Donald Trump’s refusal to accept his electoral defeat is alarming, but unsurprising. It is Mr. Trump’s character to reject even reality itself when it conflicts with his ego. More alarming is the long list of state and national Republican leaders cravenly falling in line behind his desperate efforts to topple American democracy.
On Friday, the Supreme Court rejected a Texas lawsuit to overturn the election, a legal challenge that was as frivolous as it was anti-constitutional. Yet more than 60 percent of House Republicans signed a supporting brief, joining 18 Republican attorneys general who filed their own and embracing entirely the unreality of Trumpism by lending their names to undoing an election that put them in office.
These were not just fringe elements. The minority leader Kevin McCarthy and the whip Steve Scalise signed their names, as did the incoming ranking member for the powerful House Energy and Commerce Committee, Cathy McMorris Rodgers. Some, such as Kevin Brady, Bill Flores and Ann Wagner, were Republicans who the NeverTrump movement once hoped would break with the president once we made him an electoral loser.
That they instead clung to his mad king strategy, like sailors lashed to the mast of a sinking ship, proves that the majority of the party has, at least for the foreseeable future, forsaken democracy. Even though Trump has been defeated, there is still no home for Republicans committed to representative government, truth and the rule of law, nor is one likely to emerge anytime soon.
So what’s next for Republicans who reject their party’s attempts to incinerate the Constitution in the service of one man’s authoritarian power grabs? Where is our home now?
The answer is that we must further develop an intellectual and political home, for now, outside of any party. From there, we can continue working with other Americans to defeat Trump’s heirs, help offer unifying leadership to the country and, if the GOP continues on its current path, launch a party to challenge it directly.
Although we hoped that defeating Trump would start to right the Republican ship, our efforts over the last four years have not been in vain. We defeated and removed immoral and dishonorable Republicans like Roy Moore, Dana Rohrabacher, Steve King and Martha McSally. We turned out to ensure that Democrats nominated a unifying leader who a majority of voters could support. And we were a key part of the coalition that defeated Trump himself.
But the NeverTrump movement has mostly been inward looking thus far. It emerged to defeat Mr. Trump and defend foundational principles such as self-government, liberty and justice, sovereignty, pluralistic society, the sanctity of all life, decency and objective truth.
But to turn back Trump’s dangerous ideology, which has survived his defeat, and move America forward, we must build on these ideals and look beyond ourselves.
We must now offer our own vision for the country capable of uniting more Republicans, Democrats and independents to advance solutions to the immense challenges we face. Because Trumpism will be on the ballot again, in 2022 and 2024.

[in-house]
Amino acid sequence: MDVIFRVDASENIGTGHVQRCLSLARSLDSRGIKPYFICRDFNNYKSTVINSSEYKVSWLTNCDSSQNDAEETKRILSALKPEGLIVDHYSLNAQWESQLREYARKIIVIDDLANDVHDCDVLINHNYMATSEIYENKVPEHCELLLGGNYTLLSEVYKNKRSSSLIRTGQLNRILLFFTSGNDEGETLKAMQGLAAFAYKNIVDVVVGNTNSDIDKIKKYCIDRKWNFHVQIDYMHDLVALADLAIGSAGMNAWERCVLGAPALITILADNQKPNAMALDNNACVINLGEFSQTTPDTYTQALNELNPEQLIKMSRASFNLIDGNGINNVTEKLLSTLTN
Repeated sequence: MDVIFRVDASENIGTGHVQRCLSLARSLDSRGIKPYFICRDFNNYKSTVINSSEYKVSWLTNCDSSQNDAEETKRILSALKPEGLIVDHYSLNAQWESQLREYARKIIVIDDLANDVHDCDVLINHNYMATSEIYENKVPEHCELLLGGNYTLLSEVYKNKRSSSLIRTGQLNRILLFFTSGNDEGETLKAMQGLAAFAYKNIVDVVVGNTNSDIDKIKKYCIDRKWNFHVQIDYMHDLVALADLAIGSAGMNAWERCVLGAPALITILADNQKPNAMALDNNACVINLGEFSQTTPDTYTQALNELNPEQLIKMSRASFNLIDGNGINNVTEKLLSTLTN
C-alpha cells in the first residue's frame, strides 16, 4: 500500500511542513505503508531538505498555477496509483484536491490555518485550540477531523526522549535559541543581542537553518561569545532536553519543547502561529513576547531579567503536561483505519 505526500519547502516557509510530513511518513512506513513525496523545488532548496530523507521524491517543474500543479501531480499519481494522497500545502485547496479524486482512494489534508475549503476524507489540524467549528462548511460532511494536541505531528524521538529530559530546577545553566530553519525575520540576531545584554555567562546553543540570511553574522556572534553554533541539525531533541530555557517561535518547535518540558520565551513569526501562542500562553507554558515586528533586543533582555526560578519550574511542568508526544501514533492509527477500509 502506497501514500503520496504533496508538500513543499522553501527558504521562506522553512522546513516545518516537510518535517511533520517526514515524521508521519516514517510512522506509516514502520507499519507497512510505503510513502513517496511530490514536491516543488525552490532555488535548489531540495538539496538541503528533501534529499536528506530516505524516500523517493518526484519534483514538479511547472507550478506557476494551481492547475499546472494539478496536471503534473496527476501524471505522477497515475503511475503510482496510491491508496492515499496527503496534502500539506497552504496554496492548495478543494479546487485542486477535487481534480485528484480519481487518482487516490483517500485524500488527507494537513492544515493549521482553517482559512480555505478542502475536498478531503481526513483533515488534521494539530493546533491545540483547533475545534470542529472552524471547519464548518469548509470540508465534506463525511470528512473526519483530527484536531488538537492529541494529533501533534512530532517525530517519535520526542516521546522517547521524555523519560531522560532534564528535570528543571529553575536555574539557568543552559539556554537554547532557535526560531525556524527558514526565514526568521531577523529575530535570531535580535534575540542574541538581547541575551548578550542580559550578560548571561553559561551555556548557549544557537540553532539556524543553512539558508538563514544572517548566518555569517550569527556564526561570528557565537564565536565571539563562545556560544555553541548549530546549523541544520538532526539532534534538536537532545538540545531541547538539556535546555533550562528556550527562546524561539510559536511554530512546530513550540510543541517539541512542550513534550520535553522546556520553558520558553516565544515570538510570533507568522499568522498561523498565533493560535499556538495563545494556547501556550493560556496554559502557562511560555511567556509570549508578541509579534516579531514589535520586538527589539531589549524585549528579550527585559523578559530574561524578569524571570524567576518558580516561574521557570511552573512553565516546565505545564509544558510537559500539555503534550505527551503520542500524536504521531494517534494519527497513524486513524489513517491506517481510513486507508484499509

It should start with unyielding commitment to the equality and liberty of all, and then to facts, reason and knowledge. It should champion democracy and its improvement and cherish life in all its phases. It should promote personal responsibility, limited government and government’s vital role for the common good. It should advance for justice to all, and uphold the personal and religious freedom of a diverse people. It should expand economic opportunity, rejecting cronyism and protectionism, while defending innovators and workers from theft and predatory practices abroad. It should recognize immigration as a vital national asset and universal access to quality health care, public and private, a national obligation. It should imagine new methods of learning and work. It should be decent, ethical and loyal to the Constitution.
If the coalition that defeated Trump and elected President-elect Joe Biden, of which we are a part, fails now to lead the nation past the coronavirus pandemic, widespread job losses and economic instability, social division and injustice, inaccessible health care, fiscal shortfalls and disinformation, we will invite a resurgence of Trumpism and even more formidable illiberalism in the future.
Soon, we may field and promote our own slate of candidates running on either party’s ticket or as independents, but under our ideological banner. To advance this vision and support these candidates, we should further develop the infrastructure we’ve created over the last four years: including data firms, messaging platforms, research capabilities and grass roots networks.
Eventually, we will have to make a decision: Will we return to a Republican Party liberated of fear, corruption and authoritarianism, or will we attempt to replace it with a new conservative alternative? Our hope is that we can still help foment a broad rejection of extremism inside the GOP. But our immediate task is to build our home for either eventuality, and to continue the fight for liberty, equality and truth.
Evan McMullin is a former C.I.A. operations officer, former chief policy director of the House Republican Conference and was an independent candidate for president in 2016.
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